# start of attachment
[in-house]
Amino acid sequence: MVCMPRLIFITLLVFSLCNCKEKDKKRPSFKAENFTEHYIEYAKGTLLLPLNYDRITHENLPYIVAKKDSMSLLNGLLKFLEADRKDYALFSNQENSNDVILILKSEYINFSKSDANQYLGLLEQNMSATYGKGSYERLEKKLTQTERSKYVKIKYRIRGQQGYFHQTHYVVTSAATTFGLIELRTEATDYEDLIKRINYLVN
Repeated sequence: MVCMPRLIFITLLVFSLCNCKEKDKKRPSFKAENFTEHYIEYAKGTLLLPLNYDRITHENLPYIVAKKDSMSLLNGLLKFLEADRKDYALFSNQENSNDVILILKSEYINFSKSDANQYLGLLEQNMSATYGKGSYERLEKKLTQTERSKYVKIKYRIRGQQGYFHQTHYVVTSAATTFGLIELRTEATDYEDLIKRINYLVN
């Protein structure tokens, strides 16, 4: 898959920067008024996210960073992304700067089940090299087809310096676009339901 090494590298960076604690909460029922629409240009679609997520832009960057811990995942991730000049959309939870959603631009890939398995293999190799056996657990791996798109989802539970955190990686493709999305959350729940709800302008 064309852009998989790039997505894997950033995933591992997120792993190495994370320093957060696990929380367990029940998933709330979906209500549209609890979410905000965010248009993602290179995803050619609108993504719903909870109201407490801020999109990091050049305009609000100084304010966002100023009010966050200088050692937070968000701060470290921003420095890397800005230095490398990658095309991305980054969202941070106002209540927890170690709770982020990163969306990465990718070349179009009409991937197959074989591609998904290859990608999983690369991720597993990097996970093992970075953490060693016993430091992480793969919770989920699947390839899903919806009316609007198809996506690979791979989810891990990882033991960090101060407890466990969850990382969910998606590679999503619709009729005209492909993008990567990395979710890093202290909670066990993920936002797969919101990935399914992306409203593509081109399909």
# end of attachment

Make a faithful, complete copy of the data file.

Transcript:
[in-house]
Amino acid sequence: MVCMPRLIFITLLVFSLCNCKEKDKKRPSFKAENFTEHYIEYAKGTLLLPLNYDRITHENLPYIVAKKDSMSLLNGLLKFLEADRKDYALFSNQENSNDVILILKSEYINFSKSDANQYLGLLEQNMSATYGKGSYERLEKKLTQTERSKYVKIKYRIRGQQGYFHQTHYVVTSAATTFGLIELRTEATDYEDLIKRINYLVN
Repeated sequence: MVCMPRLIFITLLVFSLCNCKEKDKKRPSFKAENFTEHYIEYAKGTLLLPLNYDRITHENLPYIVAKKDSMSLLNGLLKFLEADRKDYALFSNQENSNDVILILKSEYINFSKSDANQYLGLLEQNMSATYGKGSYERLEKKLTQTERSKYVKIKYRIRGQQGYFHQTHYVVTSAATTFGLIELRTEATDYEDLIKRINYLVN
């Protein structure tokens, strides 16, 4: 898959920067008024996210960073992304700067089940090299087809310096676009339901 090494590298960076604690909460029922629409240009679609997520832009960057811990995942991730000049959309939870959603631009890939398995293999190799056996657990791996798109989802539970955190990686493709999305959350729940709800302008 064309852009998989790039997505894997950033995933591992997120792993190495994370320093957060696990929380367990029940998933709330979906209500549209609890979410905000965010248009993602290179995803050619609108993504719903909870109201407490801020999109990091050049305009609000100084304010966002100023009010966050200088050692937070968000701060470290921003420095890397800005230095490398990658095309991305980054969202941070106002209540927890170690709770982020990163969306990465990718070349179009009409991937197959074989591609998904290859990608999983690369991720597993990097996970093992970075953490060693016993430091992480793969919770989920699947390839899903919806009316609007198809996506690979791979989810891990990882033991960090101060407890466990969850990382969910998606590679999503619709009729005209492909993008990567990395979710890093202290909670066990993920936002797969919101990935399914992306409203593509081109399909």